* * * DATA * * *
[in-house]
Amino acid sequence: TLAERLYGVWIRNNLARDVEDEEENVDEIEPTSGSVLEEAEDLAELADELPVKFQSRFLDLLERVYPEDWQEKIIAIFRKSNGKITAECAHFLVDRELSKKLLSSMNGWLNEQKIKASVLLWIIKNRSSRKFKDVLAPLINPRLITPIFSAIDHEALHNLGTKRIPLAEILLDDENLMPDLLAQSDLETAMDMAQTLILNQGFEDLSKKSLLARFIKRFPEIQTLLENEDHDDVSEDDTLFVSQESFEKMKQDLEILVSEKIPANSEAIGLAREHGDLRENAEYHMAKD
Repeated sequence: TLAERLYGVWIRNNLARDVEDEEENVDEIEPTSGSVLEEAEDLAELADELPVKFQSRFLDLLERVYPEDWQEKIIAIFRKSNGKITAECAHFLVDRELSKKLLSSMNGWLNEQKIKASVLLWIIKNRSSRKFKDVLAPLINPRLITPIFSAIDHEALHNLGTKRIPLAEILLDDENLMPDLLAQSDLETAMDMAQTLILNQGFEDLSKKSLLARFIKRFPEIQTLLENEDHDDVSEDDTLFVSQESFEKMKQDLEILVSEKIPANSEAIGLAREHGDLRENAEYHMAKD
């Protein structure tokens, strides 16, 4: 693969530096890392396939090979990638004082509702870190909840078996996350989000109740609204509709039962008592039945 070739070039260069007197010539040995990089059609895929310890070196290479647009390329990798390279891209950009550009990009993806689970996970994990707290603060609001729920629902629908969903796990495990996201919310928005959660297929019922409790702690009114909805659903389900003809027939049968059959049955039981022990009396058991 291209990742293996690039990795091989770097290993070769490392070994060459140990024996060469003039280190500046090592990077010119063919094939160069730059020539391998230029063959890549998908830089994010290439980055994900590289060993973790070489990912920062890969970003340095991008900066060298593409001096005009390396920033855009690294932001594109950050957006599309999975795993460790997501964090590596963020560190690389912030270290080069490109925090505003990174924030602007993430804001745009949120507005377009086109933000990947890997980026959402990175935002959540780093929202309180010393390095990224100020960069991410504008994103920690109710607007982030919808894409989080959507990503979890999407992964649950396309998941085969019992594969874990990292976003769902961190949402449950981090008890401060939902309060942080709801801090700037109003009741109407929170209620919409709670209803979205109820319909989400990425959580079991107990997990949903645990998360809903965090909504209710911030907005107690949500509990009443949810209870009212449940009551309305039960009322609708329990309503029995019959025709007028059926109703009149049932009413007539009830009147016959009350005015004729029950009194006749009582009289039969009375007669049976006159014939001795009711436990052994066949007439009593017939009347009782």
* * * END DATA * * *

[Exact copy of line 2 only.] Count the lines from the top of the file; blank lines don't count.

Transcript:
Amino acid sequence: TLAERLYGVWIRNNLARDVEDEEENVDEIEPTSGSVLEEAEDLAELADELPVKFQSRFLDLLERVYPEDWQEKIIAIFRKSNGKITAECAHFLVDRELSKKLLSSMNGWLNEQKIKASVLLWIIKNRSSRKFKDVLAPLINPRLITPIFSAIDHEALHNLGTKRIPLAEILLDDENLMPDLLAQSDLETAMDMAQTLILNQGFEDLSKKSLLARFIKRFPEIQTLLENEDHDDVSEDDTLFVSQESFEKMKQDLEILVSEKIPANSEAIGLAREHGDLRENAEYHMAKD